Similarly, adding a new replica set in MongoDB is easy, though there are a few things you need to watch out for — the devil is in the details. If you don't plan ahead and know what to watch for, you may find yourself trapped in one of a handful of specific scenarios where it will become significantly more difficult to add new replicas. In these cases, you'll have to completely take down your replica set to fix the problem — an arduous process. These situations mostly arise due to complications with the MongoDB oplog, which we'll cover in more depth later in this article.
While MongoDB offers standard "primary-secondary" replication, it's much more common to use MongoDB's "replica sets." Replica sets involve multiple coordinated MongoDB instances, which work together to ensure superior availability. These are structured so that one instance is designated as the primary instance while the rest act as replica nodes. If the primary ever fails or becomes unavailable, one of the replicas will automatically be "elected" as the replacement. The election process is sophisticated and is a built-in element of MongoDB—you can read more about the "Factors and Conditions that Affect Elections" here.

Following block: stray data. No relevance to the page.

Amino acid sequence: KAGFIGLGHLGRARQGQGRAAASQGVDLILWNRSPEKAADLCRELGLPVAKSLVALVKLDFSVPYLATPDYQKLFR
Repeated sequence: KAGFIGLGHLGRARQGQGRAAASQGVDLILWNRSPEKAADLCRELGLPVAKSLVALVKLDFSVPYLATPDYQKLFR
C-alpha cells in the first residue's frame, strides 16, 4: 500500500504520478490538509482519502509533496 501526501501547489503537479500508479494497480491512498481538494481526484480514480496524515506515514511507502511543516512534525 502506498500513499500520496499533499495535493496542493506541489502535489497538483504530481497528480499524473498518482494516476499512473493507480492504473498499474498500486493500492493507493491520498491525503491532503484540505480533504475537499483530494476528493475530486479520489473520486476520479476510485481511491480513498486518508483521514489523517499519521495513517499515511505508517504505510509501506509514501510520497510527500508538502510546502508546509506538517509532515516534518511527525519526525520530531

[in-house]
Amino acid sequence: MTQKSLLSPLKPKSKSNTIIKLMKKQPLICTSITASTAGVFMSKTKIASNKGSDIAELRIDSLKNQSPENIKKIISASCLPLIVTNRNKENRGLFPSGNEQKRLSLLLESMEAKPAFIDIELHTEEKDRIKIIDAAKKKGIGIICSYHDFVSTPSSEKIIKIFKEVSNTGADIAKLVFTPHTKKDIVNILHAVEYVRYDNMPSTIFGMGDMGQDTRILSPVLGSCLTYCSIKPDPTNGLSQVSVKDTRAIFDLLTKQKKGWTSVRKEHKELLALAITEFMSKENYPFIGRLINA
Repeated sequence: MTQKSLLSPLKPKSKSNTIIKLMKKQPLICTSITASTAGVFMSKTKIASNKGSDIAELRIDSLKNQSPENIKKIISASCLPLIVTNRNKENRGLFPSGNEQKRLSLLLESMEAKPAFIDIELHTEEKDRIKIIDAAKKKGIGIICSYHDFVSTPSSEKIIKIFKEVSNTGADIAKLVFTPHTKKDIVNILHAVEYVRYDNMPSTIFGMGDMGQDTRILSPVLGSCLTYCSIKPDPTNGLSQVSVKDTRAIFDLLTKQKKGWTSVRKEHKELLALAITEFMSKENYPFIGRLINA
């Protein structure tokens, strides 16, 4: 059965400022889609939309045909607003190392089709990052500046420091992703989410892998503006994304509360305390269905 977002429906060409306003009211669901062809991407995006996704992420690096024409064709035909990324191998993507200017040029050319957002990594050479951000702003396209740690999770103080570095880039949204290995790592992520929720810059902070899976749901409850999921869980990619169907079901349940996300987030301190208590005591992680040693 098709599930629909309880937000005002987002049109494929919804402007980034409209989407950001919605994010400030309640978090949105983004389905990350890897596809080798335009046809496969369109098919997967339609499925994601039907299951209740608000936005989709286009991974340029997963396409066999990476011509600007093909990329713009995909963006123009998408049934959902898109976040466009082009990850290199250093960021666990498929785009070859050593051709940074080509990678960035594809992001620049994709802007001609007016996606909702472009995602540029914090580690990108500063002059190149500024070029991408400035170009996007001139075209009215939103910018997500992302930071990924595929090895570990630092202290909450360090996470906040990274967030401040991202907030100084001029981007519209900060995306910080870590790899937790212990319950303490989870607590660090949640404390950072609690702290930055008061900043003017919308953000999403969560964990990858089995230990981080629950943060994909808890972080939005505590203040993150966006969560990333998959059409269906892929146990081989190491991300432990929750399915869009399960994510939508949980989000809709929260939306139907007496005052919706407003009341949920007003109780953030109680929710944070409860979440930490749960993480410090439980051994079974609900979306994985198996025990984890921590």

Screenshot from MongoDB Manual 3.4 Documentation
Getting started with MongoDB's replica sets is generally a user-friendly process — you only need to run a couple commands to set a replica up and even begin adding replicas. After this initial setup, instances will sync automatically, though users should also be aware that the system's initial sync can be time-consuming if there's a high volume of data.
Despite the general ease-of-use of MongoDB's replica sets, there's risk of complication when it comes to replica maintenance. The biggest potential pitfalls are associated with MongoDB's "oplog."